Nevertheless, epilepsy, thanks to its unique characteristics, is one of the traumatic events that may underlie the development of PTSD. First, referring to the criterion A2, a seizure of a child is an episode in which the parent in the majority of the cases is obliged to assist due to the close relationship between parents and children in the pediatric age. The epileptic seizure, especially the tonic-clonic one, is a sudden traumatic event which the caregiver assists helpless. Although the DSM-5 states that the traumatic event must be a medical catastrophe by referring to events that endangers the life of the child, seizures may fall under this definition; in fact, a seizure put parents faced with a critical situation in which they often fail to understand what is going on and they are confronted with a situation in which their own child in most cases loses consciousness.
Several authors have investigated the psychological impact of seizures in a son and emerged a state of intense fear and helplessness (Mu, 2005; Rodenburg et al., 2005). Especially tonic-clonic seizures that present particular features (such as convulsions, tongue biting, relaxation of the sphincters), suggest an event that puts in danger of life without any certainty about its duration and that have a great impact on caregivers, especially when seizures are frequent (Shatla et al., 2011). In light of this, for these features of acute and critical, we assume that epilepsy of a child fits the definition of medical catastrophe, required by the DSM-5.
At the same time, however, epilepsy is a very complex disease, as it is based on dual characteristics of acute and chronic: in addition to the aspect of the seizures as acute traumatic event, the chronic course of the disease leads to the concept of "dose" of trauma as a risk factor for PTSD.
In fact, particularly in cases that are refractory to therapy, parents, although aware of the diagnosis, have to interface repeatedly with the event "seizure" which, although losing the element of surprise remains highly emotional. Further, the state of continuous alarm and apprehension with which a parent must face together with the unpredictability of the disease leads constantly to fear both for the safety of the child and for the repercussions on the whole family. Several studies have evaluated the weight of the component of the frequency of seizures, especially for the forms refractory to therapy, experiencing overall worse outcomes and worse quality of life than responsive forms, both in patients and their families (Leidy et al., 1999; Moran et al., 2004; DP McLaughlin et al., 2008).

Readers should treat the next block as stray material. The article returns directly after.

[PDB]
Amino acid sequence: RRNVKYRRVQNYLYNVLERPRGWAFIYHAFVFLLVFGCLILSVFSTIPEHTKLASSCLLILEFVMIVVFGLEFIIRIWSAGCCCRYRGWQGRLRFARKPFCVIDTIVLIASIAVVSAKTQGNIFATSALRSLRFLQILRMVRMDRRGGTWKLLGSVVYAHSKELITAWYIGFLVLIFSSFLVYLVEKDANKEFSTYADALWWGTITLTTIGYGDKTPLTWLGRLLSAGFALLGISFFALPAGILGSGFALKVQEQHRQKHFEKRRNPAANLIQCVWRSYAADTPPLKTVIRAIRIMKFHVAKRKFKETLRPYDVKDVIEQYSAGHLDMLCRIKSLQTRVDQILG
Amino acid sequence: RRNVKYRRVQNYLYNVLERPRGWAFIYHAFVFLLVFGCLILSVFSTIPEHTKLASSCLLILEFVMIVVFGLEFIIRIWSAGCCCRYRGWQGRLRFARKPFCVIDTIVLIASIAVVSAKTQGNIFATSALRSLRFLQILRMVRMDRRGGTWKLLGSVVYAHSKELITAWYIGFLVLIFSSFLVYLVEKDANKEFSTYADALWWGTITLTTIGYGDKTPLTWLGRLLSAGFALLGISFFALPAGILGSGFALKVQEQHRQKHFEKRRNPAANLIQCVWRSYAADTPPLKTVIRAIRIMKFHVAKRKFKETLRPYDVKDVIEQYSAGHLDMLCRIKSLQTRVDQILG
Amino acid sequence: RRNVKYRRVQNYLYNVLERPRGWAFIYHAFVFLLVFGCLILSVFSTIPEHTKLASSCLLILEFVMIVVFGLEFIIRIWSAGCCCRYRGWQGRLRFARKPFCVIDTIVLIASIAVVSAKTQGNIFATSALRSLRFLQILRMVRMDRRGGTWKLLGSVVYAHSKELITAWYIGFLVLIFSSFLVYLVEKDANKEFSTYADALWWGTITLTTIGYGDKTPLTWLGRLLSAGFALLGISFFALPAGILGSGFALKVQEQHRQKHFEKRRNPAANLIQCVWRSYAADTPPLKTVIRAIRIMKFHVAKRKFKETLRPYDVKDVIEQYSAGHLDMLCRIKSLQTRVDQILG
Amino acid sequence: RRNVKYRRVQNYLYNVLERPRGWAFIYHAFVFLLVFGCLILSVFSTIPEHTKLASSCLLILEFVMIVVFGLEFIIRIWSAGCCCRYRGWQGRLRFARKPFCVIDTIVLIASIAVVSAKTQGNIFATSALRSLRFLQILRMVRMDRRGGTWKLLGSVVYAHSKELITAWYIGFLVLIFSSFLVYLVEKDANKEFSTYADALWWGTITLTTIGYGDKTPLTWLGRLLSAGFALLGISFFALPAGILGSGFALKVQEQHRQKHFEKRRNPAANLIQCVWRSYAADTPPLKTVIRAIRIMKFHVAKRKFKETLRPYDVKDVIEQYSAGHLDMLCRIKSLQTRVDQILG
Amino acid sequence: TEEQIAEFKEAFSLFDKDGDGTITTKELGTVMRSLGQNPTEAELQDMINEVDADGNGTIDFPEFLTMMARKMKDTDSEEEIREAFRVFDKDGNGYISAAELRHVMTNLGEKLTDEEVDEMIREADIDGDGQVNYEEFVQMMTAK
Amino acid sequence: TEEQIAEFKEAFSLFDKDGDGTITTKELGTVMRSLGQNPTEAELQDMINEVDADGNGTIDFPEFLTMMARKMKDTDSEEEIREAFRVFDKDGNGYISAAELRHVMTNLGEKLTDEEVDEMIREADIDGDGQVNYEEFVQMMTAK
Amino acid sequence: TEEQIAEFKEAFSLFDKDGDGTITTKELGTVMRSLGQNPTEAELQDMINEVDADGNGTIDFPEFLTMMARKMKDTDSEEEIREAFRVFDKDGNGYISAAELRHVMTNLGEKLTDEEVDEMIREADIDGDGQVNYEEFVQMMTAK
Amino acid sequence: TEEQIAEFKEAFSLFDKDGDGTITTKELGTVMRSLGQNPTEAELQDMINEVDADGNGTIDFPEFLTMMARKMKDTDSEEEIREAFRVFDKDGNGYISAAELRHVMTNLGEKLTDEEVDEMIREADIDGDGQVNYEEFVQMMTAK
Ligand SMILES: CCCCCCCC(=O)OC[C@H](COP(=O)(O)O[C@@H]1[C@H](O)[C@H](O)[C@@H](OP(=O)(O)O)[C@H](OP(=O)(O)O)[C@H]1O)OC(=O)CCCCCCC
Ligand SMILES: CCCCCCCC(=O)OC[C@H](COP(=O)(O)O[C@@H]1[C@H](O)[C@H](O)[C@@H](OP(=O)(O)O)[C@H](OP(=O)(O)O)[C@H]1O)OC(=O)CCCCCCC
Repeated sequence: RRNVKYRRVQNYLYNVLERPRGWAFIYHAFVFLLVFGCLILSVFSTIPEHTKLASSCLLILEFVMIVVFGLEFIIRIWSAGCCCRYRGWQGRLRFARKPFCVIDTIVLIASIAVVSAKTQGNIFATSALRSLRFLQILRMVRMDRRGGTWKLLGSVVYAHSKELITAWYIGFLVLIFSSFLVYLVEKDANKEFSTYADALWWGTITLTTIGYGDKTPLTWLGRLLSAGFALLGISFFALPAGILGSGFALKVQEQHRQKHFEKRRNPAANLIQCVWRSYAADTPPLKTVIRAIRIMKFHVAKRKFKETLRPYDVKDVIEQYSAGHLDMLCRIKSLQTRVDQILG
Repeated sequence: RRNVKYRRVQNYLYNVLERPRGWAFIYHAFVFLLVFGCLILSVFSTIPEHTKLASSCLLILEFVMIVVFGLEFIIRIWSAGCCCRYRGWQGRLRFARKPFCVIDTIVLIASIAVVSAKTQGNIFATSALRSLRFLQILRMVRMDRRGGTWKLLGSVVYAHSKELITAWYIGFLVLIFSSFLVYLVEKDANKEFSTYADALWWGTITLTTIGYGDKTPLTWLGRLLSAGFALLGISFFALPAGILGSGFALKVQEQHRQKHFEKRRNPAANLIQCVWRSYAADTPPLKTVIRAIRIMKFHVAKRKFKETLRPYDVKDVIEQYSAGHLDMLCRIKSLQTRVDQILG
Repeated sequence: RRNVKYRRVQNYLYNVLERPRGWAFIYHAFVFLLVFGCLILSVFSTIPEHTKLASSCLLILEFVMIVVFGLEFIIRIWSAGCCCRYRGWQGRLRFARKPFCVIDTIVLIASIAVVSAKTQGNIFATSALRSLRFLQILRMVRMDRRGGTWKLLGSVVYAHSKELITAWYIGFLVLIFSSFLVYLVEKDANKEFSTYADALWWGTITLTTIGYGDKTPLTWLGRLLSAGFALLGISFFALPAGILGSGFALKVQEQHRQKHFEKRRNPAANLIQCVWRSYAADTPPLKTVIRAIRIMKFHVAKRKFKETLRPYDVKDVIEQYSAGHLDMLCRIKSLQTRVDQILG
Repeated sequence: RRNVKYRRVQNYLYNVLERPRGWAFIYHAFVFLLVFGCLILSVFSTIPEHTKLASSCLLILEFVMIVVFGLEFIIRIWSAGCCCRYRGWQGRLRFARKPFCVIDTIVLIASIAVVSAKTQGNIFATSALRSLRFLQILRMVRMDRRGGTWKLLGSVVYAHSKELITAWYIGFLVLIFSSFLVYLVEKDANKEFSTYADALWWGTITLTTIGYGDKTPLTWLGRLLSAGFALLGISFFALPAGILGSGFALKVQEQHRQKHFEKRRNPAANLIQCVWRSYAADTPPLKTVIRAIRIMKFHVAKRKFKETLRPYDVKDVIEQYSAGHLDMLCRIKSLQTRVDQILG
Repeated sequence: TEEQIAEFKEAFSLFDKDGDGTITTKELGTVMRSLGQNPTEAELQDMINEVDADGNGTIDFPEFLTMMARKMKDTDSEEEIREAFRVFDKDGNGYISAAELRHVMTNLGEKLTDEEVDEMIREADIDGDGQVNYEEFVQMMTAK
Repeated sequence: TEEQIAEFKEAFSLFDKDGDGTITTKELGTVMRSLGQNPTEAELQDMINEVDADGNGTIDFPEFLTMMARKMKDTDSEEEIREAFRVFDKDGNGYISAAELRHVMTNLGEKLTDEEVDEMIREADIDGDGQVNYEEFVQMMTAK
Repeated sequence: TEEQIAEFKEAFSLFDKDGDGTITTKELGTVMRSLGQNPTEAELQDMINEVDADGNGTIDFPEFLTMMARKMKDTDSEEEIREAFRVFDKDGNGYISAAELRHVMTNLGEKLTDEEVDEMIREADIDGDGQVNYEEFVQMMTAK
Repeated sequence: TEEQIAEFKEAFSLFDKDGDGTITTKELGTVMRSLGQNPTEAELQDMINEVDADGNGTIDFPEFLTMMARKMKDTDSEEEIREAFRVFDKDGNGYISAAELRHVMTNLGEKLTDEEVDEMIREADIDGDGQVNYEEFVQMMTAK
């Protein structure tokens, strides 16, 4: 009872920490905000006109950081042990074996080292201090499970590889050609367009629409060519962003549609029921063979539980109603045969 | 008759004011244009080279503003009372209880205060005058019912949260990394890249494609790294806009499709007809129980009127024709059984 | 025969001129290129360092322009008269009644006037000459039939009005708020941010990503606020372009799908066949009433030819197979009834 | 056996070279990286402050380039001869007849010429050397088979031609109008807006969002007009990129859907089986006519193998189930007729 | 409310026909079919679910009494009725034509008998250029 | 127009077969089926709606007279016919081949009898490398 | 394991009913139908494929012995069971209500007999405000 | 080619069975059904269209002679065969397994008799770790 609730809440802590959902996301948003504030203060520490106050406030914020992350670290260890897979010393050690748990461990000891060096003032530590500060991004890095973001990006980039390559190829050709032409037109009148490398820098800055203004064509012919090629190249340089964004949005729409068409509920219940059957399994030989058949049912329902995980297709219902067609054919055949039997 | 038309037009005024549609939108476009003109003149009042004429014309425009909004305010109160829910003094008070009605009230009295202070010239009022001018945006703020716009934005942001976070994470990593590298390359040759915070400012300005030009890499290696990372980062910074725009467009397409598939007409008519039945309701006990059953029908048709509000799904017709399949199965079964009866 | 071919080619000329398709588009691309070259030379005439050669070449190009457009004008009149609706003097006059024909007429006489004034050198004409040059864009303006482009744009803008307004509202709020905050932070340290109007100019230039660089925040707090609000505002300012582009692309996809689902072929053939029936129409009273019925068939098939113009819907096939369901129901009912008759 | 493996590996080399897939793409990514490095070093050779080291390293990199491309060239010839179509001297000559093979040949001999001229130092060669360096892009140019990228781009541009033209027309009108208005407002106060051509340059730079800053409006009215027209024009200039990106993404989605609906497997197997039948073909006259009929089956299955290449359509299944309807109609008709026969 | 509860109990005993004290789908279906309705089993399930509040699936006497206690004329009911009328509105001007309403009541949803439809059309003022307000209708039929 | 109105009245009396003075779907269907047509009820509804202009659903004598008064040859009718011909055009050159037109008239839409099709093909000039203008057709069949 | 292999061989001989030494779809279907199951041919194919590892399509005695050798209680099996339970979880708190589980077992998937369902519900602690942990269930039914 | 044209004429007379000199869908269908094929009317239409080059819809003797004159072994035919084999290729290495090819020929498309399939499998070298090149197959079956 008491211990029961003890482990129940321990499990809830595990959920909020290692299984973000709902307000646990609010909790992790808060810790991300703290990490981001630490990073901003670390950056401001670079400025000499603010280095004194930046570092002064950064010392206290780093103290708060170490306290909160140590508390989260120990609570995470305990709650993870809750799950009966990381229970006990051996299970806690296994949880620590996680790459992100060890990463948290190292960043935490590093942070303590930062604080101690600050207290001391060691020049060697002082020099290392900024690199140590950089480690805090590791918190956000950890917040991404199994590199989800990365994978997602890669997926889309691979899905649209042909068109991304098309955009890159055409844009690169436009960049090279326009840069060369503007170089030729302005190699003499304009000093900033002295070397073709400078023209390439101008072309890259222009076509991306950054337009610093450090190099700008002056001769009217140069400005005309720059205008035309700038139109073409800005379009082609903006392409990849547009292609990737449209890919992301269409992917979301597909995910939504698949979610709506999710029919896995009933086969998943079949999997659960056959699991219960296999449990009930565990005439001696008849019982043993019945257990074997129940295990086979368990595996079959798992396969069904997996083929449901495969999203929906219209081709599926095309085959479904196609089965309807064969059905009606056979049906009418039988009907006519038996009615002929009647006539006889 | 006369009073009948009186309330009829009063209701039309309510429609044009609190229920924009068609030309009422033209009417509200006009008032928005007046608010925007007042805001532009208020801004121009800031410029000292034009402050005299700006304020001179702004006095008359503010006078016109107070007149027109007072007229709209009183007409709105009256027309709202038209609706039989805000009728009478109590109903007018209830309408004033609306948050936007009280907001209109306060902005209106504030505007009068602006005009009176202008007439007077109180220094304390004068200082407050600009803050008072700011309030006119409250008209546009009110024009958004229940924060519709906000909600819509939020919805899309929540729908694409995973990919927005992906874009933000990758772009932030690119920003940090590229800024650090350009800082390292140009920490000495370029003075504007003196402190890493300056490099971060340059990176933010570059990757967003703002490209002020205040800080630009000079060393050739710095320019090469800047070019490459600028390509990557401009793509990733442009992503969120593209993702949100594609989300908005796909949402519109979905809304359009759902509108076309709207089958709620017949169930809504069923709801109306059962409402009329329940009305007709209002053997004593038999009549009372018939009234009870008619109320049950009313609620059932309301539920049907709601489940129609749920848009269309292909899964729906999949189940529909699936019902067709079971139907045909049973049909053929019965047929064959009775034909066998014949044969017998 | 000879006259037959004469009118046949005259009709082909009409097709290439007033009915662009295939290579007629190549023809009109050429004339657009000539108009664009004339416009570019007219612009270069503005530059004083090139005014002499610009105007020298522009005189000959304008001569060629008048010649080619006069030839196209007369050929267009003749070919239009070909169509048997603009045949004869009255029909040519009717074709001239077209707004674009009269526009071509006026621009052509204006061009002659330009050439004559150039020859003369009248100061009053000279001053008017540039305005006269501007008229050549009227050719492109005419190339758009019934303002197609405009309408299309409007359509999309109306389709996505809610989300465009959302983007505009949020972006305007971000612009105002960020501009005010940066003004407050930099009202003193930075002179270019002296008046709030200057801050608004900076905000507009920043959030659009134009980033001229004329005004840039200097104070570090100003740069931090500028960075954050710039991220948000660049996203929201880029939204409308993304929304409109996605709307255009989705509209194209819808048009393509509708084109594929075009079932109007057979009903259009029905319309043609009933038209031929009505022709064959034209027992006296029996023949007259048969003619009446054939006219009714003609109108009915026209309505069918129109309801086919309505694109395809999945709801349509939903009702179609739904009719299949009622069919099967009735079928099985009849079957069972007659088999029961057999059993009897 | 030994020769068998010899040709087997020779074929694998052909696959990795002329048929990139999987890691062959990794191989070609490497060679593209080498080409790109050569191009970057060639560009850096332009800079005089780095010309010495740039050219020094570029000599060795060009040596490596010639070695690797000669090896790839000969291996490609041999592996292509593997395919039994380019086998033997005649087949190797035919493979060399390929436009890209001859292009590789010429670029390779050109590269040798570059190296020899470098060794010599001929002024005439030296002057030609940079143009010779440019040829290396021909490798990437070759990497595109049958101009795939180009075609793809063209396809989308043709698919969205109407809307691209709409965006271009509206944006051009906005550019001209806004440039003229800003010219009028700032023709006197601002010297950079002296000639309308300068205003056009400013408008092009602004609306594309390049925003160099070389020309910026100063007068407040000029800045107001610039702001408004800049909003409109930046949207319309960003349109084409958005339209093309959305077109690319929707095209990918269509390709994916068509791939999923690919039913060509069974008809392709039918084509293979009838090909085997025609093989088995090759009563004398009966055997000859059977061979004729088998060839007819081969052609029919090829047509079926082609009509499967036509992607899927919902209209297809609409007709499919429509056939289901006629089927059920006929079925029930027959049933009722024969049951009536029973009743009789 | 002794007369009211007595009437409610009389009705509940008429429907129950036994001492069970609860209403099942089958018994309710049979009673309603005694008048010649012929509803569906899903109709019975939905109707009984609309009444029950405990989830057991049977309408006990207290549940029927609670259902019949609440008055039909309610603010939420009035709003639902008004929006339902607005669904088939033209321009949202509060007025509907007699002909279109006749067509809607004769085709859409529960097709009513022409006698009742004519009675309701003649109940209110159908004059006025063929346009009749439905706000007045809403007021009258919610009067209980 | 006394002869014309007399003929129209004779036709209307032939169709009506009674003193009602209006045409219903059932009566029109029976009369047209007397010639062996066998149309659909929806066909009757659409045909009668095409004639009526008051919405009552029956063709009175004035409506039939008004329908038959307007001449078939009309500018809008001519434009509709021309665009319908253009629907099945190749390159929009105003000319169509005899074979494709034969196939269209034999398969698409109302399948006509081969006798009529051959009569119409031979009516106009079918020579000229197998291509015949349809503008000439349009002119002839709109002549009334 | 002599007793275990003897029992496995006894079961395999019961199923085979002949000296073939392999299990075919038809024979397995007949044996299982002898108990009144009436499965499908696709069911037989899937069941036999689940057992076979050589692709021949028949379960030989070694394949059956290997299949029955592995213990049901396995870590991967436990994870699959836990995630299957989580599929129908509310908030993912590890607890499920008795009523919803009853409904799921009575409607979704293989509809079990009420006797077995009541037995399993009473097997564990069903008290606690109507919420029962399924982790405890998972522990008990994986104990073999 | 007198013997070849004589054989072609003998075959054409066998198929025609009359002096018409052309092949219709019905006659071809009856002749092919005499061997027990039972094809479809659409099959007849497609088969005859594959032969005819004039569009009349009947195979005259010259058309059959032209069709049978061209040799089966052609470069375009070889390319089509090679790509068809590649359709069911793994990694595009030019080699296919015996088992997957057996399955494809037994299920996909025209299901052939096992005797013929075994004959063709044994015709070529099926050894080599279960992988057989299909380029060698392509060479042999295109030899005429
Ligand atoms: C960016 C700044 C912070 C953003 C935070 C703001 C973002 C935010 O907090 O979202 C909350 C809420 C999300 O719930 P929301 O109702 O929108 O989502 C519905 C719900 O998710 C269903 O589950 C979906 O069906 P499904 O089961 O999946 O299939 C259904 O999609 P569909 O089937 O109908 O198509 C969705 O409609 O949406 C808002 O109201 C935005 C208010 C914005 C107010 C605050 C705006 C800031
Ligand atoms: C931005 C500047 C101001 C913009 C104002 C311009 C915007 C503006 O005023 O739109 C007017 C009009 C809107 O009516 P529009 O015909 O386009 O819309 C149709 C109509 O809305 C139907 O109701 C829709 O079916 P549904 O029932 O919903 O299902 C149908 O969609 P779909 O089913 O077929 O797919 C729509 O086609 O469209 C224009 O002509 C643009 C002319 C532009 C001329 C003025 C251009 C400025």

This element of repetitiveness, as already mentioned, introduce the concept of relationship between "dose" of the trauma and development of PTSD, whose relevance as a pre-traumatic risk factor has already been highlighted in the literature (Mollica et al., 1998; Dell’Osso et al., 2013) and of which the epileptic disease represents a paradigm. The concept of repetition has also been well highlighted in the DSM-5 criteria where it is underlined, in the specifier A4, the importance of extreme or repeated exposure to distressing details of an event.
In the regard of the above considerations, the main aim of the present study was to evaluate the impact of post-traumatic stress symptoms in parents of epileptic children with particular attention on gender differences and correlation between stress symptoms and socio-demographic characteristics concerning parents and children as well as children clinical variables, such as type of epilepsy and type of seizures.
Consistent with literature which suggests that psychiatric comorbidity represents one of the main risk factors for the development of PTSD ( Otto et al., 2004; Pollack et al., 2006;Dell'Osso, Da Pozzo, et al., 2010; Dell'Osso, Stratta, et al., 2014, Dell'Osso 2016) the second aim was to explore the presence of any correlation between symptoms of Post-Traumatic Stress Spectrum and both Mood and Adult Autism Subthreshold spectrums symptoms.